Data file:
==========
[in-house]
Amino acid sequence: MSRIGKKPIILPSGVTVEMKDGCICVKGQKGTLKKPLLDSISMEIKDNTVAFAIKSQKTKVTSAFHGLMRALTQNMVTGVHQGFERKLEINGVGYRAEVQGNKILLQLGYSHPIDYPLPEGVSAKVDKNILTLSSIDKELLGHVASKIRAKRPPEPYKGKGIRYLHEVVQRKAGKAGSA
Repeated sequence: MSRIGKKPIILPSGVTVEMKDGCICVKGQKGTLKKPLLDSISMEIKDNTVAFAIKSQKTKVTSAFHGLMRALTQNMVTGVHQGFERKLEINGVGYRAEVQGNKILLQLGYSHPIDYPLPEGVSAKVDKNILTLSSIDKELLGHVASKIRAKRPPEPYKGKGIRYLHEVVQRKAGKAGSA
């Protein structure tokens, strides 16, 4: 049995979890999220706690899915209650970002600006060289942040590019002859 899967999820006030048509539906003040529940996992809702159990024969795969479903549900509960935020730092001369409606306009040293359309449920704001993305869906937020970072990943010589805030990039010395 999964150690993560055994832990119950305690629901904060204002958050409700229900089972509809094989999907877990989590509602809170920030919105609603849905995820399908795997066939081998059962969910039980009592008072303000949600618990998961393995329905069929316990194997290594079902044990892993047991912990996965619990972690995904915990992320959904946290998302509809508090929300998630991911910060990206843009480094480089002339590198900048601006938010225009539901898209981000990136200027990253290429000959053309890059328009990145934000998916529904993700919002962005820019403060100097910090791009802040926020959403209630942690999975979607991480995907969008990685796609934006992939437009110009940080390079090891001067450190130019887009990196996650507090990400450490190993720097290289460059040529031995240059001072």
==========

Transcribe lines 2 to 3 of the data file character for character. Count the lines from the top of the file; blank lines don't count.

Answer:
Amino acid sequence: MSRIGKKPIILPSGVTVEMKDGCICVKGQKGTLKKPLLDSISMEIKDNTVAFAIKSQKTKVTSAFHGLMRALTQNMVTGVHQGFERKLEINGVGYRAEVQGNKILLQLGYSHPIDYPLPEGVSAKVDKNILTLSSIDKELLGHVASKIRAKRPPEPYKGKGIRYLHEVVQRKAGKAGSA
Repeated sequence: MSRIGKKPIILPSGVTVEMKDGCICVKGQKGTLKKPLLDSISMEIKDNTVAFAIKSQKTKVTSAFHGLMRALTQNMVTGVHQGFERKLEINGVGYRAEVQGNKILLQLGYSHPIDYPLPEGVSAKVDKNILTLSSIDKELLGHVASKIRAKRPPEPYKGKGIRYLHEVVQRKAGKAGSA